The Art of the Automobile: Masterpieces from the Ralph Lauren Collection is a variation on the successful Boston car event five years ago. A showcase of 17 exceptional cars that marked the history of auto-making for their design and technical prowess, it opens with the mysterious and stunning 1938 Bugatti Atlantic, one of only a handful ever created. There follows the massive 1929 Bentley Blower painted with the Union Jack; a separate enclave to the right houses the most modern icon in the exhibit, an orange 1996 McLaren F1 LM  supercar.

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T+L's Best of Europe for iPad!

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All this Royal Wedding chatter got you thinking about your next trip to London? Or maybe it’s the weather forecast in Santorini you’re after (high 60s, scattered showers and possible T-storms until Saturday….) Check out Best of Europe, Travel + Leisure’s latest digital edition for iPad ($1.99), now at TravelandLeisure.com/iPad or on the App Store. The editors of T+L have put together an essential compendium of where to go right now from the Azores to Istanbul, just in time for your summer holiday planning.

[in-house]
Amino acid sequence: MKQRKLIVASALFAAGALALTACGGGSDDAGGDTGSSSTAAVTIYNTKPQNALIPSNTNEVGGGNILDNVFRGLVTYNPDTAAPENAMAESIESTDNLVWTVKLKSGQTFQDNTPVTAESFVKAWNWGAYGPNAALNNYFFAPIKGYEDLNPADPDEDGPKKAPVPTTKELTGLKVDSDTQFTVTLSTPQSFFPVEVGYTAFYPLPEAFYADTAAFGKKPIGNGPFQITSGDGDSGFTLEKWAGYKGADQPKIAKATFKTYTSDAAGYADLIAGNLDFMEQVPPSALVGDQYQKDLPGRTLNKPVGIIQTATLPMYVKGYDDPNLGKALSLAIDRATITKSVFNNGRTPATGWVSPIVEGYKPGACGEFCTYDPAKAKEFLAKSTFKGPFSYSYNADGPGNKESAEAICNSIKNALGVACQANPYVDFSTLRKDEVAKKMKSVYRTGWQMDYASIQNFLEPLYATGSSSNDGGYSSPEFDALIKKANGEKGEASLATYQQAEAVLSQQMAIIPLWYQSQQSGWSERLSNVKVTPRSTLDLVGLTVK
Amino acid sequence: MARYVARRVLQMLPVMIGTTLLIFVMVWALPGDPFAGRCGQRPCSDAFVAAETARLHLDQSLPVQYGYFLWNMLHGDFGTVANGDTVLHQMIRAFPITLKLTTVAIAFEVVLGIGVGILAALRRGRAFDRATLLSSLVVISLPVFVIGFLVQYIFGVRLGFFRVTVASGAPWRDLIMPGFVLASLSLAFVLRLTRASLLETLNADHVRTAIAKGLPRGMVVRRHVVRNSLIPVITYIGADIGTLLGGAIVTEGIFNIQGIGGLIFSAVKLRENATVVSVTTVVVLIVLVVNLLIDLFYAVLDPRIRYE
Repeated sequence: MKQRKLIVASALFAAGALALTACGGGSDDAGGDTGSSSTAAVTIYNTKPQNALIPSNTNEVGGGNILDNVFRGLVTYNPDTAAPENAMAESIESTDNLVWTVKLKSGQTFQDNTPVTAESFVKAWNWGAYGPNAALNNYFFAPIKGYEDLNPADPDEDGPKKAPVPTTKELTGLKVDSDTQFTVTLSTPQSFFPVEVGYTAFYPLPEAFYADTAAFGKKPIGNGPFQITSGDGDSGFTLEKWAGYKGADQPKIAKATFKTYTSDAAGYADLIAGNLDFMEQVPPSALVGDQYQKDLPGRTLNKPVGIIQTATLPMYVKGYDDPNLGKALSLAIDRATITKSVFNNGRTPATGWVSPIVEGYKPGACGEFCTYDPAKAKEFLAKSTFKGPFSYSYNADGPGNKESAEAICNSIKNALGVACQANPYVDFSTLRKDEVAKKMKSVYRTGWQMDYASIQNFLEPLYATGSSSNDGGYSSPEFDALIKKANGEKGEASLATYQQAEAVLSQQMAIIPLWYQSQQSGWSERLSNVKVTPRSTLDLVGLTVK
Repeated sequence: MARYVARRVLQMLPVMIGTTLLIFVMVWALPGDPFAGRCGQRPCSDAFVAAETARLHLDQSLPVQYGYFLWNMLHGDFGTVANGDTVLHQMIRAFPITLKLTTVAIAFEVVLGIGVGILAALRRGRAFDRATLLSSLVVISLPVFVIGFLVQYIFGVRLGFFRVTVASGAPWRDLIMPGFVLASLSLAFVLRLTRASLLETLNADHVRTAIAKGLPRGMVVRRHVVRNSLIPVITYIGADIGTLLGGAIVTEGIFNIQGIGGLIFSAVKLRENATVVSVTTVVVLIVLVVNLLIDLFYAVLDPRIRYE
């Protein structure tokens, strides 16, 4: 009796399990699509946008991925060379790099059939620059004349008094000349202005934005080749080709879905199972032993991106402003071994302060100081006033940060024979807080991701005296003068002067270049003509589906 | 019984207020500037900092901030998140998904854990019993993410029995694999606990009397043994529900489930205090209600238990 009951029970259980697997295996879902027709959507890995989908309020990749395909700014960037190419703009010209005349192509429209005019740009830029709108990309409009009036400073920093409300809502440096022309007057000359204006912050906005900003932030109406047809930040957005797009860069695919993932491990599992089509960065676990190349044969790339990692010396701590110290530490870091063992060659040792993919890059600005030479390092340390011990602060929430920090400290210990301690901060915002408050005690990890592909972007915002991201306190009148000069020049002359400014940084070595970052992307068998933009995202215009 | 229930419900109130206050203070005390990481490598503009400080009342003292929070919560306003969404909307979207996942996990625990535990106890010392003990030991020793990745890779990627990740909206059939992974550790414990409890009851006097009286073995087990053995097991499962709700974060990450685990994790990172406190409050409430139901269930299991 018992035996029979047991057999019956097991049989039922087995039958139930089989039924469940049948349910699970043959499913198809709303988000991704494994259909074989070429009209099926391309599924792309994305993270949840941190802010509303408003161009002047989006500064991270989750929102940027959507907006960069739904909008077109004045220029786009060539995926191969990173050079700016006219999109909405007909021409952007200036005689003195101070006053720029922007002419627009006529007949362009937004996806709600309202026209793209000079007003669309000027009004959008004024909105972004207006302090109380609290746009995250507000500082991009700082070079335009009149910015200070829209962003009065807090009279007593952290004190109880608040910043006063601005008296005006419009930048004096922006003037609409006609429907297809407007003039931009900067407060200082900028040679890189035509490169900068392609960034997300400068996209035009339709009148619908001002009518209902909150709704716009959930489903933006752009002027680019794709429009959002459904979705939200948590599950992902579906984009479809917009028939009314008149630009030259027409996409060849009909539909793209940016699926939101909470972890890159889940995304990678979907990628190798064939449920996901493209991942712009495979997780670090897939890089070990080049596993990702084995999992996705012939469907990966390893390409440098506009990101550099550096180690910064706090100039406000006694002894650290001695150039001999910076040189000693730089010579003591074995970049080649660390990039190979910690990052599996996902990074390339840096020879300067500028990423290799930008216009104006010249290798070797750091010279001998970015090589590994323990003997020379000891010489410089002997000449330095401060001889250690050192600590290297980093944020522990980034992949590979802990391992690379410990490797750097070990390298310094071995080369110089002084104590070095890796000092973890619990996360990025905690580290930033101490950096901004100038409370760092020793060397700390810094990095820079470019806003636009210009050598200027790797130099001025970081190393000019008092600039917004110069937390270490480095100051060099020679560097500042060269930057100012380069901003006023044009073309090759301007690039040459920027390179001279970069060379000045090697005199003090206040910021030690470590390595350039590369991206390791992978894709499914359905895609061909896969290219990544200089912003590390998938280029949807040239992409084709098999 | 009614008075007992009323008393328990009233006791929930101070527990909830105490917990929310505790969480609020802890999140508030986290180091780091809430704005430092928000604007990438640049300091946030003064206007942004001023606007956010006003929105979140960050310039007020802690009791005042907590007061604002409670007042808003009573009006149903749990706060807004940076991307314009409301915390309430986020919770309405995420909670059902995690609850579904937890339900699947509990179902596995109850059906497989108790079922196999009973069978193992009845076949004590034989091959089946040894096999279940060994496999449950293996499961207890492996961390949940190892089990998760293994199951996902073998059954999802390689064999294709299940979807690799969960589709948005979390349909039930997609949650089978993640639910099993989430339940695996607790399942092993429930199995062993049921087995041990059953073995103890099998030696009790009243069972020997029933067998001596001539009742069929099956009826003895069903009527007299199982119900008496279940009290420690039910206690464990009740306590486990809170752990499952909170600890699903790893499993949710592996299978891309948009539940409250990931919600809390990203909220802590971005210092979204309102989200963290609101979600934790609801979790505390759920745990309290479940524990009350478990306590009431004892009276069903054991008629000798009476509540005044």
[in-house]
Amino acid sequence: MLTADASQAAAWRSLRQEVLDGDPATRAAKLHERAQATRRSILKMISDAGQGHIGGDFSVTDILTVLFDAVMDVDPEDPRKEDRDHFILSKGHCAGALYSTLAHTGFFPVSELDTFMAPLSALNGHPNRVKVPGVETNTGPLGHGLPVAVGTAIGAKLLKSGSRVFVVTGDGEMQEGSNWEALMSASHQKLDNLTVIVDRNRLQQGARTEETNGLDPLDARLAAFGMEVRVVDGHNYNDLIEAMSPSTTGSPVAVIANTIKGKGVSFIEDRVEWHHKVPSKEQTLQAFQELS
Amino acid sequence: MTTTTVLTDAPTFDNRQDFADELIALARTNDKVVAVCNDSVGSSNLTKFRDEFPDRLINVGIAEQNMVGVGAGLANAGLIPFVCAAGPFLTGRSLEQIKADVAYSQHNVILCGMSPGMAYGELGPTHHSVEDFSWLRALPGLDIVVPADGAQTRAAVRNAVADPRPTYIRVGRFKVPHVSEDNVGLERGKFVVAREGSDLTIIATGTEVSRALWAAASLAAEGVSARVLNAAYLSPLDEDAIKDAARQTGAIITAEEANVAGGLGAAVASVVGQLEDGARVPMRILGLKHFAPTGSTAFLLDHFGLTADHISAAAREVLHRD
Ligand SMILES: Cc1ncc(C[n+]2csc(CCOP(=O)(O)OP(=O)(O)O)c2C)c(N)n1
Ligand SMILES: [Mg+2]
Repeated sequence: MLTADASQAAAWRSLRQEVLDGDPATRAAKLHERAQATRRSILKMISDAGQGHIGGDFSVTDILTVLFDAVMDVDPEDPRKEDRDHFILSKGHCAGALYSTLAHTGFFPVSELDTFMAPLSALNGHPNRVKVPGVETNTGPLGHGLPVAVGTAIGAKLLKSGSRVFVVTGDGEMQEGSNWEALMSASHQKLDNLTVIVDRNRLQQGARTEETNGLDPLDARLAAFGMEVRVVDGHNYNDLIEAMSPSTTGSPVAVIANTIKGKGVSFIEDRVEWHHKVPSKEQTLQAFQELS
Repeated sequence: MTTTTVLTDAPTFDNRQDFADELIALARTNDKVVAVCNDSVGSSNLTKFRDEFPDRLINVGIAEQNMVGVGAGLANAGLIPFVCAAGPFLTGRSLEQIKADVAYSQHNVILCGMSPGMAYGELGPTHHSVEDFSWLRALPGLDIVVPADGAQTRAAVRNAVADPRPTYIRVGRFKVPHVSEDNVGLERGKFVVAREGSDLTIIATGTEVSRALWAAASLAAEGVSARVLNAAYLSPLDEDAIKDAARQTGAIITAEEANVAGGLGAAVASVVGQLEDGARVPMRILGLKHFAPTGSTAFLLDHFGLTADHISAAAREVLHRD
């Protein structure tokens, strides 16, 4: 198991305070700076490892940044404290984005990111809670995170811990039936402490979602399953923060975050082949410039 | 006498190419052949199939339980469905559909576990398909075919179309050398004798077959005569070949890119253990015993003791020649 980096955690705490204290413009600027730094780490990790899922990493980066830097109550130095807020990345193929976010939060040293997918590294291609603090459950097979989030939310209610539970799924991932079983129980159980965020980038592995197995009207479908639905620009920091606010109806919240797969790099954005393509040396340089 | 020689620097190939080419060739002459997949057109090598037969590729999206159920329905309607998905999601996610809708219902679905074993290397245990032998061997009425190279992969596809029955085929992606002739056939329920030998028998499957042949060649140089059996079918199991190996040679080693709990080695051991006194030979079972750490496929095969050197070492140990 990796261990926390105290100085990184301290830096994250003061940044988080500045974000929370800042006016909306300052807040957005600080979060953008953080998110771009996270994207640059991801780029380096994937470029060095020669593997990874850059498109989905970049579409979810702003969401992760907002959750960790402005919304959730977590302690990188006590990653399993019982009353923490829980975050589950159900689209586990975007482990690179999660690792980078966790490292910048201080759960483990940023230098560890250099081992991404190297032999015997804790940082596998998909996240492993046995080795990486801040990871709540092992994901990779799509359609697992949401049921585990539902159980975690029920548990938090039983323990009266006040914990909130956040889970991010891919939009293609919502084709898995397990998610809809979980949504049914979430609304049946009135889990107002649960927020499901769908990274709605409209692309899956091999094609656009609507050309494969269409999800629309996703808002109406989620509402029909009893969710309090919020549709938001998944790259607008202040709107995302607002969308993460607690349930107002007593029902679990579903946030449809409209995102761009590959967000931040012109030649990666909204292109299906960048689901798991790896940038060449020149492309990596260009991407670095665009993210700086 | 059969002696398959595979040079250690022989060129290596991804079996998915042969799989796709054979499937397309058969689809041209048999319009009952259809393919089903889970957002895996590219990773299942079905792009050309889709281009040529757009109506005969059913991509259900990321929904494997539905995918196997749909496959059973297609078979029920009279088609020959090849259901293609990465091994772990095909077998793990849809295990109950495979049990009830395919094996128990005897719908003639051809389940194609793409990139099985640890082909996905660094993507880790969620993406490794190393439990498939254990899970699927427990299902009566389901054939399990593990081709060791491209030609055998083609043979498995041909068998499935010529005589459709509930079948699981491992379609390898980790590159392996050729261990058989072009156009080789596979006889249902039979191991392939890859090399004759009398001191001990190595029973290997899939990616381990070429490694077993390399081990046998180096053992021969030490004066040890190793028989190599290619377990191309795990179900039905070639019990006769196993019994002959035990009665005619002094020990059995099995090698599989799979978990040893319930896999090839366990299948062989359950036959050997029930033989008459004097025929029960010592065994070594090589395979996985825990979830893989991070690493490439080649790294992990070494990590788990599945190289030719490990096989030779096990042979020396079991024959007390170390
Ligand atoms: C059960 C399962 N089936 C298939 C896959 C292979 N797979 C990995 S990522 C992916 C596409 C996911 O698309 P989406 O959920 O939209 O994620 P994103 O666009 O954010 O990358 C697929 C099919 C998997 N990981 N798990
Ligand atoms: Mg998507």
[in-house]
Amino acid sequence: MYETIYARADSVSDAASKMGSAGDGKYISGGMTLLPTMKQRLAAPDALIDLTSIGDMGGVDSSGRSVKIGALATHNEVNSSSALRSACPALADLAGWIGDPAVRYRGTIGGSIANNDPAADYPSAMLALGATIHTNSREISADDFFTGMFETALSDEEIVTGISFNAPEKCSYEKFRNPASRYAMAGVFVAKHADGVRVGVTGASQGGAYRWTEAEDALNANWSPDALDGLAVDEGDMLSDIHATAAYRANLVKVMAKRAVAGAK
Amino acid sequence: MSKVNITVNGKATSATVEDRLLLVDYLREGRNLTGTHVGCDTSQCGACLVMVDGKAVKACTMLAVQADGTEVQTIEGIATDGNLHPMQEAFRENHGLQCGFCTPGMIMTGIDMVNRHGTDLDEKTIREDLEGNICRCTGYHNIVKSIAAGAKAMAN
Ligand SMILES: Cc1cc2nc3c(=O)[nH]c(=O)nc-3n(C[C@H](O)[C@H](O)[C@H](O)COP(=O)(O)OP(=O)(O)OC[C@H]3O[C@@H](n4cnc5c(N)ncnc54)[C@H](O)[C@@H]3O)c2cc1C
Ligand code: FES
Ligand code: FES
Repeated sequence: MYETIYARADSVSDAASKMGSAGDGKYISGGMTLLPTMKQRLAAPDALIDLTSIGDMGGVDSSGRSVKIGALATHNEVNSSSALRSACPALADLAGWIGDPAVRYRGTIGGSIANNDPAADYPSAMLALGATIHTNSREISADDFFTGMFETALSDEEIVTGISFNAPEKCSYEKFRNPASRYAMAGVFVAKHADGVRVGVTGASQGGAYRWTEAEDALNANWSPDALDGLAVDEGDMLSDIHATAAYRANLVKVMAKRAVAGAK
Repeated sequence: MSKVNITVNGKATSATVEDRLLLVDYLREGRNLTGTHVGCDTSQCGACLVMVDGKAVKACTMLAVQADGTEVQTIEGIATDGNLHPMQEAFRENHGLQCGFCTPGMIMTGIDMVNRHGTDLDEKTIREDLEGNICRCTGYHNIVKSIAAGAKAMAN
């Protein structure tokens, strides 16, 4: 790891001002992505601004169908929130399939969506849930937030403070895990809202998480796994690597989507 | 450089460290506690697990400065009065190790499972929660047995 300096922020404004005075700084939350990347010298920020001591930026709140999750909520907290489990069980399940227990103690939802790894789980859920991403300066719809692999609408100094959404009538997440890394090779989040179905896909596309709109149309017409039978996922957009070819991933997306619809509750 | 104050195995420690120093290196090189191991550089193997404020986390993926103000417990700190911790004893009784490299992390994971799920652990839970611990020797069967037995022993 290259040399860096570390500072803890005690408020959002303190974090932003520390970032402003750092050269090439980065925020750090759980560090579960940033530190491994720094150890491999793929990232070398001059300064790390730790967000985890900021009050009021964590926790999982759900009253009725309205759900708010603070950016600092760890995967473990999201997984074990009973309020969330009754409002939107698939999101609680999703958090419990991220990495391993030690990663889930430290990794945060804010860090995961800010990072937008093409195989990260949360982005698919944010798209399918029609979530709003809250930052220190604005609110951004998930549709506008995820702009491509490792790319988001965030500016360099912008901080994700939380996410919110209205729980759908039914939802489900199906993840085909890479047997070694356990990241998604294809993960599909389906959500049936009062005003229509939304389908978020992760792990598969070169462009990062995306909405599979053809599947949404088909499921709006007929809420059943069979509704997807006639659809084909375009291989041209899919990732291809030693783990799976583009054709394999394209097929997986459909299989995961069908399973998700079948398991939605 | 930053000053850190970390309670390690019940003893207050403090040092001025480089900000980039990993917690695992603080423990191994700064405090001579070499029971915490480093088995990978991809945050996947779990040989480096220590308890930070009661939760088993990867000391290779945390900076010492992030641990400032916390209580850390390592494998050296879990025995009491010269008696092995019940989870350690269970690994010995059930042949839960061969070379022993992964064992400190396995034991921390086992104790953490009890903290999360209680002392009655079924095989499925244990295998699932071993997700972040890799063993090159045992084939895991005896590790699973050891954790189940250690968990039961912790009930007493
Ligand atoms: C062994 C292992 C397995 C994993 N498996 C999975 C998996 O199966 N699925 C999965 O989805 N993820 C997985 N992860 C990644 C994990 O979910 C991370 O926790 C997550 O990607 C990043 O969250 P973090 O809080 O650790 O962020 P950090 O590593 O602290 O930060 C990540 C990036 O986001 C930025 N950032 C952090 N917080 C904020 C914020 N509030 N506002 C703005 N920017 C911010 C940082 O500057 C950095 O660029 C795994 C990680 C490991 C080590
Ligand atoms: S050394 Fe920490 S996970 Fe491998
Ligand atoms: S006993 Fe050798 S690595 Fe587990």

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Kate Betts on First Lady Fashion—and (Yes) the Royal Wedding Dress

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Wonder what Kate Middleton’s going to wear down the Westminster Abbey aisle this Friday? Or what Michelle Obama’s going to wear on just about any given day of the week? Recently, I chatted with T+L contributing editor and style guru Kate Betts—hot off the heels of publishing her new book, Everyday Icon: Michelle Obama and the Power of Style (Clarkson Potter, $35)—about the fashion sensibilities of first ladies around the globe.

201104-b-first-lady-michelle-obamajpgQ: People the world over have been enraptured by Michelle Obama’s sense of style. Considering her presence on the international stage, what sort of statement is she making about herself—and America—through what she wears?